Between 1652 and 1845 hours on March 2, 1980, the PATRICE informed the VENTURE that she was taking on water and was unable to control the water in her bilge as only one of three bilge pumps was working, and that the master on duty was having difficulty steering due to a jammed port rudder. The rudder malfunction resulted in the PATRICE making sudden 90 degrees turns to the left on occasion. At or about 1700 hours on March 2, the chief mate of the VENTURE rigged life-saving equipment in case it became necessary to rescue the crew of the PATRICE. At or about 1845 hours, the PATRICE informed the VENTURE that she was in an emergency condition, could not continue the voyage and requested the VENTURE to assist her to port.

 At 1845 hours on March 2, the VENTURE began a diversion to assist the PATRICE into Cape Henry, Virginia, the nearest port of refuge. The VENTURE, pursuant to this request, changed her course, which was heading directly into the storm, to a course heading for Cape Henry. The new course placed the full force of the storm on the starboard side of the VENTURE.

 Keeping the PATRICE in the lee and the diversionary course required the VENTURE to use more rudder action to maintain her course against the force of the winds and seas maintain the lee also presented the risk that the VENTURE could sustain further rudder damage. At or about 1855 hours on March 2, a distress call was made by the VENTURE to the United States Coast Guard to ask if the Coast Guard could help the PATRICE.

 Between 1700 hours on March 2 and for the duration of the night spanning March 2 and 3, the Master of the VENTURE had a crew standing by with life saving equipment ready to be ejected into the sea if the PATRICE went over. At or about 2100 hours on March 2, the PATRICE lost use of her gyro compass. At or about 2200 hours, the PATRICE lost use of her radar. One of the PATRICE's calling radios and the single side band radio were reported as not working beginning sometime after 1600 hours on March 2, 1980 and 1215 hours on March 3, 1980.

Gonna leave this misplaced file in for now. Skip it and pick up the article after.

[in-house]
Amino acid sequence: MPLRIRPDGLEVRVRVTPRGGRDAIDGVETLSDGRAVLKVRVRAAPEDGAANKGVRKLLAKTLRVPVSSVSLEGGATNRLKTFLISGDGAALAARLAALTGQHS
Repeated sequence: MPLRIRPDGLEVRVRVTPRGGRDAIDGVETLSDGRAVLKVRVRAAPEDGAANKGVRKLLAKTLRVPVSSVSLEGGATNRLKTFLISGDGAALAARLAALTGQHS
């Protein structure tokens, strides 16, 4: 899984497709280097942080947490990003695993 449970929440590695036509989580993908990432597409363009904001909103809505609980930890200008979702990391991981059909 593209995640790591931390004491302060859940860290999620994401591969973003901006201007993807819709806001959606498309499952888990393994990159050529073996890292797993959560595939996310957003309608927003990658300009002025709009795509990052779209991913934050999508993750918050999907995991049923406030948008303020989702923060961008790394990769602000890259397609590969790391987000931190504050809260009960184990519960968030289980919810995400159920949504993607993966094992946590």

The storm encountered by the VENTURE and the PATRICE was reported to have been one of the worst storms in the area in over one hundred years. The Governor of Virginia imposed marshall law due to the storm.

 Between 2400 hours on March 2, 1980 and 0410 hours on March 3, 1980, the vessels hove to due to the severity of the storm with the VENTURE continuing to stand by. At 2400 hours on March 2, 1980, the weather conditions consisted of a violent storm with northerly winds of Beaufort force 10-11, deep confused seas and swells, and heavy snow flurries. At or about 0830 hours on March 3, 1980, the vessels passed Cape Henry and entered Chesapeake Bay. At or about 0949 hours on March 3, 1980, the VENTURE anchored at Lynnhaven Naval Anchorage and the tug JANE McALLISTER commenced to escort the PATRICE to the McAllister dock at ...